‘Blooding’ in Afghanistan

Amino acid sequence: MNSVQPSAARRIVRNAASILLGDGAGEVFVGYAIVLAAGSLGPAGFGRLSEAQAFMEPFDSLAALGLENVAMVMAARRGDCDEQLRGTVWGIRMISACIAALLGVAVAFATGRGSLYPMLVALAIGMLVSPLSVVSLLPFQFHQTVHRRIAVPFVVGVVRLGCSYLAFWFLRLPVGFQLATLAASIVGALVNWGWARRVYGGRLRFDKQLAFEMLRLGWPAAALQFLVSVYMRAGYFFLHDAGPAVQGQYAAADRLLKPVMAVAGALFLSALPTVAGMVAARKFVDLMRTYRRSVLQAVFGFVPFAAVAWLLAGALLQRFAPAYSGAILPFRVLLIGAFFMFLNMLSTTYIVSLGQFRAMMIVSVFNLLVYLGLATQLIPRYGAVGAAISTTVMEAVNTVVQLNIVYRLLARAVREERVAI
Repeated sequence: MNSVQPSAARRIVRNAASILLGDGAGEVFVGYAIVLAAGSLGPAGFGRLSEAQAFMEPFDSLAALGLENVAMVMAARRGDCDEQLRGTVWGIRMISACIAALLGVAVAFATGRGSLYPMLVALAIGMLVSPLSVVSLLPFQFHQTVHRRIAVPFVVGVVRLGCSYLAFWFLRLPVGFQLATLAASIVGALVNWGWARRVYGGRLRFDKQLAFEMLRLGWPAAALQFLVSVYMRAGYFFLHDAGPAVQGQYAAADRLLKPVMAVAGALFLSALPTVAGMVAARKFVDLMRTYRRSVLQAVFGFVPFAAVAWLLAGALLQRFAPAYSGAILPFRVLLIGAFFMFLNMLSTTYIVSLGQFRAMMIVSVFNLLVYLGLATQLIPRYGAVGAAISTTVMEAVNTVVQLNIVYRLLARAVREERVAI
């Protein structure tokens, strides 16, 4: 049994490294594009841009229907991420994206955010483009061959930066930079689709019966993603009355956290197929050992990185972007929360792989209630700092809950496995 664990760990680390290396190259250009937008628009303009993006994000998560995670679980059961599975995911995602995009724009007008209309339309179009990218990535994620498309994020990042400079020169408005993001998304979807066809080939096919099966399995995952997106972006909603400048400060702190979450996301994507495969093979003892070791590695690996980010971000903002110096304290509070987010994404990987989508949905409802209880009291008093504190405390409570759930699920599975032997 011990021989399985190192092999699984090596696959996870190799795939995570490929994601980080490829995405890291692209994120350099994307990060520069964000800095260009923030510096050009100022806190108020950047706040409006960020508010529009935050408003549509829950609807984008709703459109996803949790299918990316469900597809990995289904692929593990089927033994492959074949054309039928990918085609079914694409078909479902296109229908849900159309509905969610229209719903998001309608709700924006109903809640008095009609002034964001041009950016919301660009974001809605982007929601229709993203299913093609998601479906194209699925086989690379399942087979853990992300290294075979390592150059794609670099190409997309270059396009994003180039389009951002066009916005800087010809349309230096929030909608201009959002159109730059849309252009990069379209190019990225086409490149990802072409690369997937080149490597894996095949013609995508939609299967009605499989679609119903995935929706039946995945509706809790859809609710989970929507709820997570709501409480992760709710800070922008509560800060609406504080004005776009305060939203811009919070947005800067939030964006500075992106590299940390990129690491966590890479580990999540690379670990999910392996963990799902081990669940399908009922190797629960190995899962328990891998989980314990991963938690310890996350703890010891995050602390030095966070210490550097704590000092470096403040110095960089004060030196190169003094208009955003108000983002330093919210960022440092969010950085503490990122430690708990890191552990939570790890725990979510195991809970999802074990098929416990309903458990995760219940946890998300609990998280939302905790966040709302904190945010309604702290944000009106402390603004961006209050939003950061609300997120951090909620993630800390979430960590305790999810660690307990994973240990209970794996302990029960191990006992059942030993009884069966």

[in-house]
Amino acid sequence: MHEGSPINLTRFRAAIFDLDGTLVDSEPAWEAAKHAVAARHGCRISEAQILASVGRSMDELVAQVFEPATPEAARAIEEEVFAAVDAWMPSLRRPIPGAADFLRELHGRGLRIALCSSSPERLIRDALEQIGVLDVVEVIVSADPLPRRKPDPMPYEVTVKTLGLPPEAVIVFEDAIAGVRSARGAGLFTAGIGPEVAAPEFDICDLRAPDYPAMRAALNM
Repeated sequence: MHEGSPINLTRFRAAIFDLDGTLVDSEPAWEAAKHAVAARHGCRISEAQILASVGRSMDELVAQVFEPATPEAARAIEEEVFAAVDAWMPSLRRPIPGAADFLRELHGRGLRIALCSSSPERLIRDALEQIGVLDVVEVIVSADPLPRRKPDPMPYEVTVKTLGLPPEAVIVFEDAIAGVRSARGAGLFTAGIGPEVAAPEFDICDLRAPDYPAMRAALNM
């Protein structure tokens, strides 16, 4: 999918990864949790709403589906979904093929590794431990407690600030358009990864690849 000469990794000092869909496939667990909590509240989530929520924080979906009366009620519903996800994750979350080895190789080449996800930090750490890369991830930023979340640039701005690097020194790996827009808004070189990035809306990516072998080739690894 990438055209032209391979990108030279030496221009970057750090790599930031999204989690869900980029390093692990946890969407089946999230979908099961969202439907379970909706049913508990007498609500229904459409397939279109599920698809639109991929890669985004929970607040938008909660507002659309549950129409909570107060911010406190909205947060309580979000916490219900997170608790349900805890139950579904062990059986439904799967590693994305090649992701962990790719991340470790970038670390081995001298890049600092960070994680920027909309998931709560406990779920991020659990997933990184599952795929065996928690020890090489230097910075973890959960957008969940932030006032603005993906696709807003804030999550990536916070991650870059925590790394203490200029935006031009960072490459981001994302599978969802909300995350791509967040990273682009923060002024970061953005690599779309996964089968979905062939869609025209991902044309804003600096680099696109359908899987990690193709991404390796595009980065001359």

‘Is it reincarnation of Abu Ghraib’ is the question that needs to be raised on the recent report detailing how inhumanly the Australian forces treated and killed 39 Afghans in their own country. The Australian forces have been stationed as part of Nato and Isaf in the war-torn land-locked country to keep peace for over one decade. The report titled ‘Afghanistan Inquiry Report’ was finalized by no other than Inspector-General of the Australian Defense Force. In the run-up to start the inquiry, international media groups have been reporting glaring abuses of human rights for years starting from 2006. The Inspector-General submitted his report recently admitting that none of the 39 Afghans the Australian forces killed was a combatant and none of the killing was made in the heat of the war. The killings aimed at “blooding” the Australian soldiers. Blooding is a verb originally associated with “hunting dogs”. Those killed were first kept prisoners and the killers planted weapons and cameras on and around them to create an impression that they were attackers. It was a cover-up. The way the “blooding” was carried out is too gory to be stated. The Australian army chief has apologized to the Afghan nation in a televised speech. He said the incident has shattered the trust of Afghans in his country. He has also conveyed his message to his Afghan counterpart and others. The soldiers involved in the heinous crime have been served notices. The police have been asked to carry out the inquiry which is a lengthy process. That said the Afghans have yet to see a befitting response by the international powers to this incident. It is being justly argued that the world powers have different standards of human rights.